Happy 10th Birthday, USA PATRIOT Act.
Almost two-thirds of Americans approve of the Occupy Wall Street demonstrations. Nearly half approve of the USA PATRIOT Act. Fortunately, some of its flaws are receiving some much needed attention on its 10th birthday.
The Patriot Act, which was enacted 45 days after September 11 attacks, was designed to give intelligence agencies more power to collect information in cases dealing with national security.
Signed into law by George W. Bush on this day in 2001, it has received mixed reviews from civil rights advocates and constitutionalists alike. Nonetheless, this May Obama signed a four year extension for three controversial provisions of the Act (roving wire taps, searches of business records, and conducting surveillance of individuals suspected of terrorist activities but who are not associated with any known organizations).
Over the past ten years the Patriot Act has experienced some growing pains. For example, between 2003 and 2006 there was only 1 terror-related conviction as a result of the Act. Additionally, of the 53 reported criminal referrals made to prosecutors as a result of the Act, 0 were for terrorism, and of the 3,970 “sneak peaks” (secret raids of homes and offices) conducted in 2010, less than 1% were terror-related.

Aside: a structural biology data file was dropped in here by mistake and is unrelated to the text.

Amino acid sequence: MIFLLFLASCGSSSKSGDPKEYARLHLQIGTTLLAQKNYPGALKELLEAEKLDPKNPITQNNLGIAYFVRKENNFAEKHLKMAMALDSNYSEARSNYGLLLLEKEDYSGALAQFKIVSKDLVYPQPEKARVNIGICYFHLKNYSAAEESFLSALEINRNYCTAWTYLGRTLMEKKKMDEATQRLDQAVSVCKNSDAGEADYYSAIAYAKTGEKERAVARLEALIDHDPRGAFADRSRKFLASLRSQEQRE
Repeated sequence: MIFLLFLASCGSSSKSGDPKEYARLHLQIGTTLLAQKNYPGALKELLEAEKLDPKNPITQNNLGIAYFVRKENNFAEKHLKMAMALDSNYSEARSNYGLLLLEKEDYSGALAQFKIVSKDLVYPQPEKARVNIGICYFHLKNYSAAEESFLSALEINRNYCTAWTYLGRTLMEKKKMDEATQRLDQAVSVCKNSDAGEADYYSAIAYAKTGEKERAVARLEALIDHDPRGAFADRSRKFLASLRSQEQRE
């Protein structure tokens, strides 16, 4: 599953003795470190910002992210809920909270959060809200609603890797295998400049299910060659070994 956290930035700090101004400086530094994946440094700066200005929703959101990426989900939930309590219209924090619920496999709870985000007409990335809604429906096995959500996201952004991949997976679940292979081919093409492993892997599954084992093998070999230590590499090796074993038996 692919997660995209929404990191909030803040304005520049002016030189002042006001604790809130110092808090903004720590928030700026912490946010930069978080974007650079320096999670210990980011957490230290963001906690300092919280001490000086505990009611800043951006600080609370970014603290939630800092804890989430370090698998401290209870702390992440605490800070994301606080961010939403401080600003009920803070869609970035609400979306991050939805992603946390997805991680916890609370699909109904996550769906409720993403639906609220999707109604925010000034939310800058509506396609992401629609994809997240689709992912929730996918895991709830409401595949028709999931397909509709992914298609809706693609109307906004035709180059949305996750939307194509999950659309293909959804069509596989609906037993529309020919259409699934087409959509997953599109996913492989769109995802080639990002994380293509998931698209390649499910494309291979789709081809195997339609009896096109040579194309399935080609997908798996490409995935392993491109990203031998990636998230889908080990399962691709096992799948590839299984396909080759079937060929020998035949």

Here’s an excellent infographic from the ACLUdepicting the Act’s overreach.
As we tweeted earlier this month, the Justice Department is being sued by the New York Times and reporter Charlie Savage over its failure to disclose its “secret” government interpretations of the Patriot Act.
The lawsuit originated from comments made by Senators Mark Udall (D-Colo.) and Ron Wyden (D-Ore.) when the Senate was debating reauthorization of the Act. As Senator Wyden stated, “I want to deliver a warning this afternoon: When the American people find out how their government has secretly interpreted the Patriot Act, they will be stunned and they will be angry.”
To date, the Justice Department has failed to respond to the request or to provide a lawful reason for withholding this interpretations.
As extensive as the privacy concerns caused by the Patriot Act are, the existence of a “secret interpretation” would be incredibly troubling.